Speth: doesn’t think there’s a legal split at all about 230’s application. Rhodes: at trial court level, there is a big variation throughout the country. Some judges who aren’t technology-savvy are results-driven. Carome: confusion about line between first party content and third party content. This isn’t a well-drawn line. Most courts don’t parse the words like “responsibility,” “create,” “develop.” This line will get greyer with new technology innovations.

Cohn: fallout from Roommates.com: the more you help users to express themselves, more risk you take on. Websites won’t make their sites user-friendly.

Paul Levy: thinks Roommates.com was correct in all its respects. (By this time, Judge Kozinski had entered the room, so the litigators started fawning all over him). Lots of businesses are pushing the 230 envelope. Every immunity has its limits.

Vogele: what does “good faith” mean in 230(c)(2)? Carome: anti-competitive motivations may be bad faith. Good faith standards in immunity are always problematic because they invite litigation, which is why defendants go for 230(c)(1). Many cases have possible 230(c)(2) defenses, but clients don’t go there. Levy: one possible example of bad faith: if a website always takes down content that criticizes the website, its lawyer or its advertisers.

James Grimmelmann: what about harassthem.com? [Eric’s note: there seemed to be some confusion in response to James’ question. Harassthem.com was a fictional example in Judge Kozinski’s first Roommates.com opinion, and Joe Gratz subsequently registered the domain name for fun. Some of the responses from the panelists seemed to treat harassthem.com as if it were once an actual site.] Cohn: are those sites even visible? Levy: a lot of people would like to reopen the First Amendment. Cohn: remember that federal criminal law isn’t covered by 230 [Eric’s note: but which way does this cut?]

Mark Lemley: data retention as prerequisite to immunity? Cohn: this would eliminate controversial anonymous speech.

Judge Kozinski

Before the conference, Chris Cox sent Judge Kozinski an email saying that Judge Kozinski got the Roommates.com opinion correct. Judge Kozinski said this email was like a rabbi getting an email from God saying that swordfish is kosher.

When litigants argue “if you do X, you’ll bring down Google,” it’s the equivalent of saying “if you do X, you’ll bring down the government.”

The Roommates.com en banc opinion reflects limits to the immunity, even though the Internet is a cool place. The Internet is a big commercial enterprise, not the Wild West. But the dissent is brilliant! Every time he reads the dissent, he thinks “gee, I must’ve been wrong.” Judges aren’t as awe-struck by the Internet as they were 5 or 10 years ago.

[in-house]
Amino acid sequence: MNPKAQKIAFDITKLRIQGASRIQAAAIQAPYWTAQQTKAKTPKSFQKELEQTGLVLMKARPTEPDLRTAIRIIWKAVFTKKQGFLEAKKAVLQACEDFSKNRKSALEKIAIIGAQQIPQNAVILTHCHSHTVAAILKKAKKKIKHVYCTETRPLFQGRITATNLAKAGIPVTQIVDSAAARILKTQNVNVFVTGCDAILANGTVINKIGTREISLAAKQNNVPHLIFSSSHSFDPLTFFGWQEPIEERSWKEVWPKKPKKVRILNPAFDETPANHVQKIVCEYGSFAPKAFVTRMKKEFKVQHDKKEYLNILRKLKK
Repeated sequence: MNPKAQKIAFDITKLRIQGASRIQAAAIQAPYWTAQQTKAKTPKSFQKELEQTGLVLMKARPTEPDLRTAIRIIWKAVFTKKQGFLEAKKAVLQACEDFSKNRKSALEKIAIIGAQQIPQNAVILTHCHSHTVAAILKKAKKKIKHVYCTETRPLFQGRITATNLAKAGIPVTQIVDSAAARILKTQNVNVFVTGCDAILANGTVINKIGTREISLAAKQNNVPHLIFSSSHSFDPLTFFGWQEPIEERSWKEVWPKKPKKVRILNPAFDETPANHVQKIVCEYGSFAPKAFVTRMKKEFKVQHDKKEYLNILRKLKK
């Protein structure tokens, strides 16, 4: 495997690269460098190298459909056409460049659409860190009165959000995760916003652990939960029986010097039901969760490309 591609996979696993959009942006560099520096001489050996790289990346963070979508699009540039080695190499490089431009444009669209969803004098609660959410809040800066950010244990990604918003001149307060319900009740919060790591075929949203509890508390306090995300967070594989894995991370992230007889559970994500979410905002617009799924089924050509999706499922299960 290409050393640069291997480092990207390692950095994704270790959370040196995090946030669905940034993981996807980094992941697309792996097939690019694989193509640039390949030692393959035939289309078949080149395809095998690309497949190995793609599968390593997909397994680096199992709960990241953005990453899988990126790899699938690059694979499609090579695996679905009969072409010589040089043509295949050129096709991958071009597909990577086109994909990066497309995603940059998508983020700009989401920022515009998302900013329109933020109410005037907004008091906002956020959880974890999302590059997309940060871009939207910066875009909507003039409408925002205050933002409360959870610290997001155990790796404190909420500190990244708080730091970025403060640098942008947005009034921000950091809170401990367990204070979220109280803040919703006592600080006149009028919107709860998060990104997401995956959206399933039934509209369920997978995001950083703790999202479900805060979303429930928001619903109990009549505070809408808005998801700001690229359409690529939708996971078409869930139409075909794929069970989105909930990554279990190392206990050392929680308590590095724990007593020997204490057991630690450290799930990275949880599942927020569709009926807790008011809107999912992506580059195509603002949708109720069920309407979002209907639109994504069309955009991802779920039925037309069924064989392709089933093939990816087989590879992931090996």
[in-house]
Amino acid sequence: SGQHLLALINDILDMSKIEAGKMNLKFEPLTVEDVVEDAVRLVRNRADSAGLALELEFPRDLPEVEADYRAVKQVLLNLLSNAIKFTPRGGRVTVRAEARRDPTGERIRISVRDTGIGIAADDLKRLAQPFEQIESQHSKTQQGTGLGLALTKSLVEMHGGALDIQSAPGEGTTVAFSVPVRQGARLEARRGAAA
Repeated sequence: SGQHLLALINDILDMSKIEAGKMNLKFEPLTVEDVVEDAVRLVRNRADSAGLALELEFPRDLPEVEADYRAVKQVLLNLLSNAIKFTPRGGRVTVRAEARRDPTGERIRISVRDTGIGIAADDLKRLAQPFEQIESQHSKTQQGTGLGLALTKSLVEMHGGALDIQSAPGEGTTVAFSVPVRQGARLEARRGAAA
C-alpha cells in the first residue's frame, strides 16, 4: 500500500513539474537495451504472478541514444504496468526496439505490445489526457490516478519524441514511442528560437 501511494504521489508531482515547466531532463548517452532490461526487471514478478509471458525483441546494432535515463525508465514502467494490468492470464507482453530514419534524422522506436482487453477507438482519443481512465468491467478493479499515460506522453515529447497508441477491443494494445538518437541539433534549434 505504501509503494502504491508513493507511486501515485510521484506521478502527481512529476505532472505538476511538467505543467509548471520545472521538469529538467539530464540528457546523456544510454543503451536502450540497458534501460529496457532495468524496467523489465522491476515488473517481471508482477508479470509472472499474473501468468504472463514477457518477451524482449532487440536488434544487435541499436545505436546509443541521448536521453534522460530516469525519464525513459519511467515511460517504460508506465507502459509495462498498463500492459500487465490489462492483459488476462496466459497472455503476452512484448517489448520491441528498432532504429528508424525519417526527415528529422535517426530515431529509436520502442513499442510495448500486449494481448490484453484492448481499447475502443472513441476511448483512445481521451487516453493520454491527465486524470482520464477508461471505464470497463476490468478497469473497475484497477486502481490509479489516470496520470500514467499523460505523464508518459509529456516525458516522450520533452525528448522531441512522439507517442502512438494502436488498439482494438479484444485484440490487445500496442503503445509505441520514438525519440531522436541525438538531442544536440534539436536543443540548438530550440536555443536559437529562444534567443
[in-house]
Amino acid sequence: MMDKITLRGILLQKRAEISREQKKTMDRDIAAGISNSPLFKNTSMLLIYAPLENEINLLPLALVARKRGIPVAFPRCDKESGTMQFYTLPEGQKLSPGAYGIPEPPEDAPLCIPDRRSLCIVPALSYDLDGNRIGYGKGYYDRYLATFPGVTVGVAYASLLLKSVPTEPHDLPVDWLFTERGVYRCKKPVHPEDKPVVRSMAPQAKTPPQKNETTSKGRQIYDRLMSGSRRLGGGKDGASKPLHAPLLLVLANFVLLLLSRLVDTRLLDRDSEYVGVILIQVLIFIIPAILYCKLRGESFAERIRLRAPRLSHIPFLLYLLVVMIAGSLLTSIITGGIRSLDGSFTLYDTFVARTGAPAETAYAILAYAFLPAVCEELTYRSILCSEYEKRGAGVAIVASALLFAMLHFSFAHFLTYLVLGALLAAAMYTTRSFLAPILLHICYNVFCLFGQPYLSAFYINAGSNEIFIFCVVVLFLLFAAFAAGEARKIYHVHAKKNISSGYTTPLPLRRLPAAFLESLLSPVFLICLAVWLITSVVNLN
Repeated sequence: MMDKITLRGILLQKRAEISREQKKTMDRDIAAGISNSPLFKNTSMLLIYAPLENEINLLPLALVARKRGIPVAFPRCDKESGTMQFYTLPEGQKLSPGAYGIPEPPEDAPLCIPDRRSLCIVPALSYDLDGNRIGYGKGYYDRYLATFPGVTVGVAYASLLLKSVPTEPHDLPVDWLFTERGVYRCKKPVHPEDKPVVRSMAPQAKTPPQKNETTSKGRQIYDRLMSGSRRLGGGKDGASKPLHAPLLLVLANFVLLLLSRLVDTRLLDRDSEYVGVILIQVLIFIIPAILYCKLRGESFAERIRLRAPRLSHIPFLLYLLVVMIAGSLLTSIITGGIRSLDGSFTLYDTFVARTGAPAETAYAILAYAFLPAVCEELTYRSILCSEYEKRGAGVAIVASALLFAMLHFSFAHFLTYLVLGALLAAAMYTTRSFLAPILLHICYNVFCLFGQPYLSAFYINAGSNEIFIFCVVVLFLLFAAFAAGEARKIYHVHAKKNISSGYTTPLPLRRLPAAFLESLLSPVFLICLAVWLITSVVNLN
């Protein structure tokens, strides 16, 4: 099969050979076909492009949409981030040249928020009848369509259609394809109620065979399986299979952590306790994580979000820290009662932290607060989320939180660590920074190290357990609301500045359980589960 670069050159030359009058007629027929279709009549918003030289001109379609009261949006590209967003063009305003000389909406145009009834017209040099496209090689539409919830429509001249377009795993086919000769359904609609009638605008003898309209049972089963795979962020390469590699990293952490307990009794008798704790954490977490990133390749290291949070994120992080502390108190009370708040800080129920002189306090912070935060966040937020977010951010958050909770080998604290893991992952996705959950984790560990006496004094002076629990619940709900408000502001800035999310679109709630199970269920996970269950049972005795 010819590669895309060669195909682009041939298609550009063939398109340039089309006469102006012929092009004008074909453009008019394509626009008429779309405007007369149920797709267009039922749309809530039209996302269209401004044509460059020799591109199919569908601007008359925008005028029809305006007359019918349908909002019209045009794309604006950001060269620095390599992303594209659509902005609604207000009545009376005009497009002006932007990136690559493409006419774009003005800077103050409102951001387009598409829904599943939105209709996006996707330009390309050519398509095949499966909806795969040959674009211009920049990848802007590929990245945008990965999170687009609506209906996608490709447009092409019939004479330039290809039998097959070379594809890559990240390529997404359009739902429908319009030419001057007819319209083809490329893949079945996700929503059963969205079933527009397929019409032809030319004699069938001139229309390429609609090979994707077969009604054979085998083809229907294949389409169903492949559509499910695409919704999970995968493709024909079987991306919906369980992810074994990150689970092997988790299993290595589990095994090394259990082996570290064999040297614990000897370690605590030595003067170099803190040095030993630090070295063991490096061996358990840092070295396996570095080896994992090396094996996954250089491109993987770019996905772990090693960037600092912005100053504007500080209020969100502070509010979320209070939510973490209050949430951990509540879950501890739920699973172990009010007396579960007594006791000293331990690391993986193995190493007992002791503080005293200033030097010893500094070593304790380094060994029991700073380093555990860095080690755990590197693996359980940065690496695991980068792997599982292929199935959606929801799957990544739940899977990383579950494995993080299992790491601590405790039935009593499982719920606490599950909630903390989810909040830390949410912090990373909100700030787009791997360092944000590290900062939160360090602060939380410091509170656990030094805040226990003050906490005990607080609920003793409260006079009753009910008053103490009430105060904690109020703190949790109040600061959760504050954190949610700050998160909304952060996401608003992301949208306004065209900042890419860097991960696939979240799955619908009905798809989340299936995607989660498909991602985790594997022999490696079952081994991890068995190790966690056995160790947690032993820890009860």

Lemley: is 230 just about protectionism for infant industry? Kozinski: The First Amendment doesn’t need protection. We don’t need a statute to help us interpret it. 230 goes beyond the First Amendment. 230 is an anti-liability statute, and those are swell. “I don’t think there’s anything I can do to sink the internet.” Nothing persuades him that the Internet is any different from airplanes or other industries that both do good and cause harm. People shoot themselves over things online.

He lived fine without the Internet. He could live fine without it. If he could flip the switch to personally get rid of the Internet, he’s not sure which way he would go. The Internet has enabled instantaneous communication, perhaps to our detriment. He lamented the mentality: “you went 25 minutes without responding to my email. Are you dead?”

Why is anonymity the sine qua non of 230 protection or First Amendment? “Where is it written that you have a right to speak anonymously and commit defamation?” He’s skeptical of the absolutist position.

When he first looked at 230, it looked like overkill—an overreaction to a bad case. But he’s not so sure any more—judges can shape it through interpretation. He’s now moderately optimistic, now that we’ve gotten past the anything-goes on the Internet, that boundaries are getting to the right place. Thus, the statute may not need additional tinkering by Congress.

Academic Panel

David Ardia presented the results of his empirical study. My prior comments.

Felix Wu talked about 230’s application to the email forwarding cases.

I spoke about 47 USC 230 as good economic policy. My talk notes.

Nancy Kim recapped her arguments that websites should be treated like any other retailers.